Metal oxide semiconductor films have found extensive applications in gas sensors in the last few decades. However, rapidly growing need for comprehensive monitoring of the environmental impact of industrial emissions demands detection, at the few parts per million levels, of pollutant or industrial gases. This significant challenge has to be met by synthesis of new sensor materials.

The objective of this research project is to investigate the fundamental phenomena of laser irradiation on metal oxide-based thin films relevant to gas sensor performance by employing experimental as well as computational approaches. The investigation will be conducted using tungsten trioxide (WO3) and tin oxide (SnO2) as the model materials. The carrier mobility and conductivity of sensor films will be measured as functions of the power level, the number of pulses of the laser and selective doping. The surface and microstructure will be examined to understand the effect of laser irradiation on these films. After optimizing for laser power, number of pulses and film growth parameters micro gas sensors will be fabricated. A coordinated experimental and computational study for the heat transfer mechanism from the laser to the film and its effect on microstructure and hence on electronic properties relevant to sensor performance will be undertaken.

The proposed research is expected to provide greater fundamental understanding of the phenomena associated with the interaction of pulsed lasers and metal oxide sensor film. It is envisioned that the proposed method will create faster and more sensitive gas sensors because the carrier mobility and active surface area of sensor film are increased by laser irradiation. The research may also result in a better sensor response at lower temperatures. This processing technique is transferable to a manufacturing process of an industrial scale. A synergistic theoretical and computational investigation of the laser induced heating and crystallization of the metal oxide film will be carried out. This joint endeavor will speed the optimization of process parameters.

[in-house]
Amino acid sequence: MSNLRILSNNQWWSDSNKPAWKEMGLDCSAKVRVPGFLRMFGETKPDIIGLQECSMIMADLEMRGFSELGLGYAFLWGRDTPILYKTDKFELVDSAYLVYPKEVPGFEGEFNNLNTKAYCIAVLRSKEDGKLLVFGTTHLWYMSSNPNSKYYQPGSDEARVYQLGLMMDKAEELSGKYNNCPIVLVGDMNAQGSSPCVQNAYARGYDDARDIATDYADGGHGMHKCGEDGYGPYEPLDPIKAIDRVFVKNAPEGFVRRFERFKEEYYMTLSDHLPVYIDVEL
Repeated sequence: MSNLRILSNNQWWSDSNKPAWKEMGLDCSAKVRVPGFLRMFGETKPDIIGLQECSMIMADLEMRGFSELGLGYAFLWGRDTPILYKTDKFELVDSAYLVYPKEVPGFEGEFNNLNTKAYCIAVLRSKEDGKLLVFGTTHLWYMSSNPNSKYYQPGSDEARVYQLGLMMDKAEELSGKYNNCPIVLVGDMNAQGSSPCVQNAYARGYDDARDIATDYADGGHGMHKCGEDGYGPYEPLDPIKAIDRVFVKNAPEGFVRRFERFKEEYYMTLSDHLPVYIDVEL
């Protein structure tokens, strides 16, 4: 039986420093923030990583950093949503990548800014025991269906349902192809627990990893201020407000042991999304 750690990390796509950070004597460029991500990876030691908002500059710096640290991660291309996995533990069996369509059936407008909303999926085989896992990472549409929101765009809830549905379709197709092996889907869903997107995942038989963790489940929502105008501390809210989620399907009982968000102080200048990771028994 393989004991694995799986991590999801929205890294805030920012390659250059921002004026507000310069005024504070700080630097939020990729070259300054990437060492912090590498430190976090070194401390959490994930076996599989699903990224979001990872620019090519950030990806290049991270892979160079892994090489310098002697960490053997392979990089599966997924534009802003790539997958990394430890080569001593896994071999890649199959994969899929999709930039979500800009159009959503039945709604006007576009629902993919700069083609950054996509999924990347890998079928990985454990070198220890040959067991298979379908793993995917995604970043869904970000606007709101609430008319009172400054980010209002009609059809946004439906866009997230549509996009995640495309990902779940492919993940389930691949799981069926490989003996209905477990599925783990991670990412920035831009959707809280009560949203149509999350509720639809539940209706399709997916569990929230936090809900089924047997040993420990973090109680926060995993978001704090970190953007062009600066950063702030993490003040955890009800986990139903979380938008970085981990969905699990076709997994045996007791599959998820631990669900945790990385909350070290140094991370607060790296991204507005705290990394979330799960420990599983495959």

This proposed research advances a novel method to significantly enhance the performance of metal oxide-based gas sensors. Scientifically, it will lead to insights into the underlying mechanism of interaction of laser beams and metal oxides. Educationally it will involve regional high school students in leading edge research, and educate and inspire them and pique their interest to pursue careers in science and engineering. Expansion of opportunities for undergraduate research experience and under-represented students will be emphasized.

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University of Toledo
United States
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